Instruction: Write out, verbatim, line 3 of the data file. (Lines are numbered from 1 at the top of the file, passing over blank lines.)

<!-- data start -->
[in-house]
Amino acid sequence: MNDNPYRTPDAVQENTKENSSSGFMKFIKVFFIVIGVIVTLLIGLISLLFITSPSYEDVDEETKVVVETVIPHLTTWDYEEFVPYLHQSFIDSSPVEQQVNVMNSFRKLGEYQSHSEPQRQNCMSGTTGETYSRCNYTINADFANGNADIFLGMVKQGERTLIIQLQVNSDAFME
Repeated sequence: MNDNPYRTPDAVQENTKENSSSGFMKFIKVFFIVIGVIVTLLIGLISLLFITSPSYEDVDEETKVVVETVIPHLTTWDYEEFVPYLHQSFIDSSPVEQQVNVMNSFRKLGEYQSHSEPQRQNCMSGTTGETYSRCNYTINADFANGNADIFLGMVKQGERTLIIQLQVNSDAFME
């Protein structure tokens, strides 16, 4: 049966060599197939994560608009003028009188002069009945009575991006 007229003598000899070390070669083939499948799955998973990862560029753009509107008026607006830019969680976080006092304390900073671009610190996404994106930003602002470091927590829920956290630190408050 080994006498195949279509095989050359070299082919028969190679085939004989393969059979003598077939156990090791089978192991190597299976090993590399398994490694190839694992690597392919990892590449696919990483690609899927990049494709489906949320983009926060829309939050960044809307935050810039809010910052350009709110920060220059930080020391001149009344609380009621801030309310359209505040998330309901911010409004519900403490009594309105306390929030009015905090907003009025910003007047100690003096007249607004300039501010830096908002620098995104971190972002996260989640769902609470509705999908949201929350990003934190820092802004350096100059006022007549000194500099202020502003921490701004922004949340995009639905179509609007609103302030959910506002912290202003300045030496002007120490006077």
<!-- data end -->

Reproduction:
Repeated sequence: MNDNPYRTPDAVQENTKENSSSGFMKFIKVFFIVIGVIVTLLIGLISLLFITSPSYEDVDEETKVVVETVIPHLTTWDYEEFVPYLHQSFIDSSPVEQQVNVMNSFRKLGEYQSHSEPQRQNCMSGTTGETYSRCNYTINADFANGNADIFLGMVKQGERTLIIQLQVNSDAFME